5 Italian Wines You Must Taste in Your Lifetime
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Italy, often ranked as the world’s best wine country, is the place for true wine connoisseurs. A bottle of Italian red wine has a classic taste and is fascinating for its diversified color and texture. Italy’s wine production dates back to the Etruscan era and it is a benchmark for quality and its terroir, which many wine manufacturing nations try to imitate.
Vast sections of northern and southern Italy are covered with hundreds of vineyards representing significant variations in grapes. Stretching from the snow-capped Alps to Sicily, the picturesque views are breath-taking and worth admiring. The entire area extends with colorful vines and expansive vineyards. A cornucopia of grape varieties is present in the territory, with roughly 300-350 species of grapes being cultivated during peak season.
Are you a wine lover? Does Italian red wine rank high on your list of preferred drinks? If so, then make haste and read this rundown of five Italian wines that you must taste at least once in your lifetime.
Barolo Brunate Jeroboam
Barolo Brunate Jeroboam, is a silky smooth red wine with significant aromatic complexities. This unique Barolo wine comes in designer glass bottles and evokes the fragrance of pressed rose, sage, and woodland berries while being consumed. The entire fermentation process is triggered by home-grown yeasts and takes place in huge stainless steel barrels, over the course of 10-15 days. Later, large wooden casks store the wine for more than a year.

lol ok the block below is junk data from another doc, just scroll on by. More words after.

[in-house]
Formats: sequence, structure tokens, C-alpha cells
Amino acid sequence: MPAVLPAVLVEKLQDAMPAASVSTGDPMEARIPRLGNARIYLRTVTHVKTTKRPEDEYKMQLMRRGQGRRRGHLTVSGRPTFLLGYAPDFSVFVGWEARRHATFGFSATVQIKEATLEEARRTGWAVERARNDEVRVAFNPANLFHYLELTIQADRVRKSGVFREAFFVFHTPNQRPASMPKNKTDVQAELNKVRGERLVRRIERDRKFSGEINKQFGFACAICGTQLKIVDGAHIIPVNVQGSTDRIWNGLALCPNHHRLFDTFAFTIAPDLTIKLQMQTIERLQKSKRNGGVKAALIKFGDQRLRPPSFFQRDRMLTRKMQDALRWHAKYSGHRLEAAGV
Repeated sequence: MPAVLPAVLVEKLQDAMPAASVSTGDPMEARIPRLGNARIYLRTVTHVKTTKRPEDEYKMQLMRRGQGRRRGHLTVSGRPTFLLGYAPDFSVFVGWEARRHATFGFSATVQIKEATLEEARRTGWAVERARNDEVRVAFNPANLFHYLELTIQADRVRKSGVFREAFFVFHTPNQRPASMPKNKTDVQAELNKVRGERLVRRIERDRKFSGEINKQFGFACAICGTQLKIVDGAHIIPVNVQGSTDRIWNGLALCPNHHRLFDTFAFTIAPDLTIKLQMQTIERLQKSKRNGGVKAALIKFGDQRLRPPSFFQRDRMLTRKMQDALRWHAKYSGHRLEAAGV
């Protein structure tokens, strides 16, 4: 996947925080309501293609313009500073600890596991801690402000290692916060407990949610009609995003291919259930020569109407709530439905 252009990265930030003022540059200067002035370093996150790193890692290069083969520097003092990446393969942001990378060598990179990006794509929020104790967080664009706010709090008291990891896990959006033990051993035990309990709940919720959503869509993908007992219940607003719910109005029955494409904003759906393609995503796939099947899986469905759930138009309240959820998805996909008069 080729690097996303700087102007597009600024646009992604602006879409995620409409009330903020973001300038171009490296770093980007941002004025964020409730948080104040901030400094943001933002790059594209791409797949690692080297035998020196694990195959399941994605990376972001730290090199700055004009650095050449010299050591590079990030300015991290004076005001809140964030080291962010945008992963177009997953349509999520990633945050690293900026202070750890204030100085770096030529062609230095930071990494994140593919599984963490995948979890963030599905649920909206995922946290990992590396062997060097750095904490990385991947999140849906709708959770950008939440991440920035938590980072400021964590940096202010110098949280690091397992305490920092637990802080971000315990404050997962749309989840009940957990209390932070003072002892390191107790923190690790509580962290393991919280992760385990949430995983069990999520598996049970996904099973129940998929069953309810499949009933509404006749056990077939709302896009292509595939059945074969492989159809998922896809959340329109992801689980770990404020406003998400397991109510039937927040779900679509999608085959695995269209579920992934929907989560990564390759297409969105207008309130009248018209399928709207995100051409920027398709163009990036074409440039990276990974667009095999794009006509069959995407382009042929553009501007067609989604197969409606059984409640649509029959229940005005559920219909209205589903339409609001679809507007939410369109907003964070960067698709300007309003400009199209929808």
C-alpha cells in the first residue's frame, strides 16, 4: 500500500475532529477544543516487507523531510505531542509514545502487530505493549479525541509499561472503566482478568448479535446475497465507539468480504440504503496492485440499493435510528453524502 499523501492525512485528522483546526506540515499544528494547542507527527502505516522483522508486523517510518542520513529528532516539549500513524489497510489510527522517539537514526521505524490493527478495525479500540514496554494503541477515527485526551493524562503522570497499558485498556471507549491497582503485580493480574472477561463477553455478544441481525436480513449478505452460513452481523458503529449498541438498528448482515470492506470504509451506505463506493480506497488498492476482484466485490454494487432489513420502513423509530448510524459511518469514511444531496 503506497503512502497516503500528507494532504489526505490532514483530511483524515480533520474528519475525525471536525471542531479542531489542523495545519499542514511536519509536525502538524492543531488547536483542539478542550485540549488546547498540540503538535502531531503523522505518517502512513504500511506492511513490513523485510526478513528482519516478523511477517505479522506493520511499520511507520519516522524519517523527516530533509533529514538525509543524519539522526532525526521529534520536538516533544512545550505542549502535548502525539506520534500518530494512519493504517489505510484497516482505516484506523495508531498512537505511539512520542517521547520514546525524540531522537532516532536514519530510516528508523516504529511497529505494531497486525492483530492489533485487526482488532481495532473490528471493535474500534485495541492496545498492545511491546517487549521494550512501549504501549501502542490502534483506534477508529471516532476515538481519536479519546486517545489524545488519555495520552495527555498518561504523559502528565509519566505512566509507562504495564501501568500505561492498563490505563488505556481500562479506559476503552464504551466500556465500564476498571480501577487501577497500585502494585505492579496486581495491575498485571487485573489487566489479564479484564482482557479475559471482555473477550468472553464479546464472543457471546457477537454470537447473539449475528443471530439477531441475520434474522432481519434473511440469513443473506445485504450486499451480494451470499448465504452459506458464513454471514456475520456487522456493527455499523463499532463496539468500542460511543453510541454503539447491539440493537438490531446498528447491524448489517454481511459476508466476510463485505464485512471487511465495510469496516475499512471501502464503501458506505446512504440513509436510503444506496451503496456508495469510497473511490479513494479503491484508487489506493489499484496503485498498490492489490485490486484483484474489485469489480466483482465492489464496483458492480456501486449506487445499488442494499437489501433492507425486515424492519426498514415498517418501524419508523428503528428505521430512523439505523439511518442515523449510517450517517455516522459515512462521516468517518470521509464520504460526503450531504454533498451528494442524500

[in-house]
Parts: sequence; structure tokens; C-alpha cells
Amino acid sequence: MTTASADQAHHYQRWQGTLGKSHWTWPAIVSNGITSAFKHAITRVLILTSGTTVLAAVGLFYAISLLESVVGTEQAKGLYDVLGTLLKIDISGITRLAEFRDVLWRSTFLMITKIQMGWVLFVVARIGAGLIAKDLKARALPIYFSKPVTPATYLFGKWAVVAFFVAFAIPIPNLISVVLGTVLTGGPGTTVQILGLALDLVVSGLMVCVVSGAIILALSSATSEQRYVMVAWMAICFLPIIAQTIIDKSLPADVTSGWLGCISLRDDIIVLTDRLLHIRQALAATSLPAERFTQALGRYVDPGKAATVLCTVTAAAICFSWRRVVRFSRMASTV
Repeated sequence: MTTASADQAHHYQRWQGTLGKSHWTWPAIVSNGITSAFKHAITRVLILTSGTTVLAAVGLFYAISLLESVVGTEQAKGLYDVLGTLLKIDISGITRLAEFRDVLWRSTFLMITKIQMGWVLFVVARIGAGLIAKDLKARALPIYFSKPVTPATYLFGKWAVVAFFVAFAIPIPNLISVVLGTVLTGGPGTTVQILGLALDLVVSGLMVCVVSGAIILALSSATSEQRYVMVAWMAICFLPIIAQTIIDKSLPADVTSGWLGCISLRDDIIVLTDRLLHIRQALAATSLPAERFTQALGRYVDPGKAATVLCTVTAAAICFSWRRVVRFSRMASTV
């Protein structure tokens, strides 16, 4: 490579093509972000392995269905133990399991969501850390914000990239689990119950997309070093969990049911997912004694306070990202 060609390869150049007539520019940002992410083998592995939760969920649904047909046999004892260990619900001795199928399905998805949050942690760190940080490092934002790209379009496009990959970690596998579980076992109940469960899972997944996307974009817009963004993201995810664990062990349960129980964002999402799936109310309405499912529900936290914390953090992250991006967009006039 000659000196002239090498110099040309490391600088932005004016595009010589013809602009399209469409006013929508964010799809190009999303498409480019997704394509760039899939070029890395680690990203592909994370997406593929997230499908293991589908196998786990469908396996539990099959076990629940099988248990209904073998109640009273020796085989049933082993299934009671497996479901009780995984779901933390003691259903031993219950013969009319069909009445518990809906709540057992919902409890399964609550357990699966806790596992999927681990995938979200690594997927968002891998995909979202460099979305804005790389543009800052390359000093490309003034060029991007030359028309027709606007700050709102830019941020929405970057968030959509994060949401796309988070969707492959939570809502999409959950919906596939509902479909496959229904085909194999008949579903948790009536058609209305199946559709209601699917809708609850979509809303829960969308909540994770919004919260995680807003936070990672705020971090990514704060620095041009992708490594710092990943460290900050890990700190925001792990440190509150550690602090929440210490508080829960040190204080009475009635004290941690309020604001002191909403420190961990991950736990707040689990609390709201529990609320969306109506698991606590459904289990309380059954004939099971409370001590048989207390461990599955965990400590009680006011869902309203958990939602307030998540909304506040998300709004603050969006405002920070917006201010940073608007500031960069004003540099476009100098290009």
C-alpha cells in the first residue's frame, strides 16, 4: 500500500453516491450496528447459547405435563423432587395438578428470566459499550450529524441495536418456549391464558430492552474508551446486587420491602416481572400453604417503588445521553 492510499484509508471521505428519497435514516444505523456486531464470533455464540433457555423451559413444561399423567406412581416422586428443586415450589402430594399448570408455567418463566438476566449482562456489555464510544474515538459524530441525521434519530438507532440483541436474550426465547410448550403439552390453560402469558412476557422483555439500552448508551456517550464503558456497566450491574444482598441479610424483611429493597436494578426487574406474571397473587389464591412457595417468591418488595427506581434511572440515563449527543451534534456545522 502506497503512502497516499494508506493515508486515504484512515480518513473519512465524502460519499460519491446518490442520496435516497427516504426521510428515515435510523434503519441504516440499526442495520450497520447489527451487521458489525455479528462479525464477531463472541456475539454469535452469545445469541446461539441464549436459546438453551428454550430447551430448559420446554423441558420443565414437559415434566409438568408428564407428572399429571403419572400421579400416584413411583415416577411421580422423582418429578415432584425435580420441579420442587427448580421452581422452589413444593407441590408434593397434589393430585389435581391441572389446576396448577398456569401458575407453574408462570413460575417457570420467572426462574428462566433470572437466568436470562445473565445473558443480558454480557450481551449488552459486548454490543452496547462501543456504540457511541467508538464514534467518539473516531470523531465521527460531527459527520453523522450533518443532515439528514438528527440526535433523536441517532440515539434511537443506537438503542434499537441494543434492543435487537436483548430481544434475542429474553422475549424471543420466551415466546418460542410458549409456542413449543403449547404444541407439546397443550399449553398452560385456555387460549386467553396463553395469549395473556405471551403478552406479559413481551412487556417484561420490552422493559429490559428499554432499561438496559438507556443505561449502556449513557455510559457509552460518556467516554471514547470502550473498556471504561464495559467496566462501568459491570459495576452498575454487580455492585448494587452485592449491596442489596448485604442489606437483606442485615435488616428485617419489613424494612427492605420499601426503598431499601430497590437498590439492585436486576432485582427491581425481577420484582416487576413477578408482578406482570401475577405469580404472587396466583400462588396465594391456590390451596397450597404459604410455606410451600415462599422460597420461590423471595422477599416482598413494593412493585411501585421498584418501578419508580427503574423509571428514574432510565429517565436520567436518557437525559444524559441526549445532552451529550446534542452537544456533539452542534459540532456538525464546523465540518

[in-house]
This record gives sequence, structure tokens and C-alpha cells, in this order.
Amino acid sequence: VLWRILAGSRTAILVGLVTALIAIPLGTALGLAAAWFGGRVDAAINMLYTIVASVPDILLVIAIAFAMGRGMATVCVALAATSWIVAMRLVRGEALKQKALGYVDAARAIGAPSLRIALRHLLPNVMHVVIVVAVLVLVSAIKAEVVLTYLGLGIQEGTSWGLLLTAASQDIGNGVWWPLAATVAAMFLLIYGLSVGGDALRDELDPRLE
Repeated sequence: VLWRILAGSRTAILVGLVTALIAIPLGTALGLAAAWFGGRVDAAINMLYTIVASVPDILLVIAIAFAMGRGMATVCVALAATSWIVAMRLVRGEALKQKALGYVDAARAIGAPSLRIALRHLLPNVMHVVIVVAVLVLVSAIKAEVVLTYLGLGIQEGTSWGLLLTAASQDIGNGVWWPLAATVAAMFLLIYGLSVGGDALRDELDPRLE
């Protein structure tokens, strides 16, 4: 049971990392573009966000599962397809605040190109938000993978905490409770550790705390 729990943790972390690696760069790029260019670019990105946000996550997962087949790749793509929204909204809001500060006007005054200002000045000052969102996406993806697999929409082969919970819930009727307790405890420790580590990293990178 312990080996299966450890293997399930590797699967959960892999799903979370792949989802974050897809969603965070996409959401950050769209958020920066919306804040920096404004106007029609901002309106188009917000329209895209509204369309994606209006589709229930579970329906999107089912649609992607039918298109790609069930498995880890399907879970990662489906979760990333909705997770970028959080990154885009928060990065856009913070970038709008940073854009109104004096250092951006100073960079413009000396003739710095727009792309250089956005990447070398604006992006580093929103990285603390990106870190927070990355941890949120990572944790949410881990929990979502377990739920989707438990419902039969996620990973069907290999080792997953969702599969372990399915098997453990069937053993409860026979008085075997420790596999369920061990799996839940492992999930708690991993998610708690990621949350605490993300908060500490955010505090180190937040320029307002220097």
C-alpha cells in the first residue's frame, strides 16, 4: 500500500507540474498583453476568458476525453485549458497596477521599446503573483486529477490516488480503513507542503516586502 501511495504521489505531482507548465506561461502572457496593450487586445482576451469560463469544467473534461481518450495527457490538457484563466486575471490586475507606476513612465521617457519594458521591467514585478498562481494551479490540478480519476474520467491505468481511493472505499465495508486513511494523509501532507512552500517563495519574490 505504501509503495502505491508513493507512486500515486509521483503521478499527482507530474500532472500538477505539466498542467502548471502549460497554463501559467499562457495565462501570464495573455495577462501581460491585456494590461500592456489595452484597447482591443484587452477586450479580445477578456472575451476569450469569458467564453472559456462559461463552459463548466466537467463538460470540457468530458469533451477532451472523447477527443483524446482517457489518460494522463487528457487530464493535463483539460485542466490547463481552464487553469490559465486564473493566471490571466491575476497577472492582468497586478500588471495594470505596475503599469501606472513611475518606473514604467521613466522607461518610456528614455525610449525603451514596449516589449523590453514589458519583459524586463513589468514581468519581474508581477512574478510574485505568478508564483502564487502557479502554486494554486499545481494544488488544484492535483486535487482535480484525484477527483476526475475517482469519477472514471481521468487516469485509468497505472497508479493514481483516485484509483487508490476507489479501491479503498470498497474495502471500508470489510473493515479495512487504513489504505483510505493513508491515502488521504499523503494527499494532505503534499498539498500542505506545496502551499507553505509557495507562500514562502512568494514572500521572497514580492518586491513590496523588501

Locally known as ‘tar and roses,’ this wine has a strong essence of tannins and is highly acidic with a distinctive scent. After a few years of aging, most of the Nebbiolo red wines fade from deep, violet-hued ruby to a beautiful brick-orange color. Enjoy it with meat for the experience of a lifetime!
The production house of Badiolo Chianti is in a unique, incomparable area. This wine consists of a smooth, harmonious taste that always remains fresh. Its bright ruby-red color matures more with age and its aroma is scented with red fruits, dried herbs, bittersweet cherries, and a bit of violet. Unlike other dry red wines, Badiolo Chianti is made from Sangiovese grape varieties, and its aging process takes over a year inside large oak barrels. Later, the four- to five-month refining process takes place in glass bottles to enrich its body and smoothness.
Badiolo Chianti has evolved over the years and advanced in texture and flavor with modernized production technology. Legally, this wine should contain 70% Sangiovese (which rises to a minimum of 80-85 percent with aging) along with other grape varieties like Colorino, Ciliegiolo, Canaiolo, and Mammolo. Plan to serve this to your revered guests to commemorate a special occasion.
Cabernet Sauvignon Merlot
Cabernet Sauvignon-Merlot wine is a world-famous amalgamation of two grape varieties. For many years, classic Bordeaux wine grapes have been used to make Cabernet Sauvignon and Merlot. A cabernet merlot provides a smooth flavor, consisting of acids and tannins, along with the dark fruity essence of bell peppers and black currants. The taste is generous over the palate, with a lingering fruity smell. Merlot’s juiciness mostly flattens Cabernet’s full-bodied structure.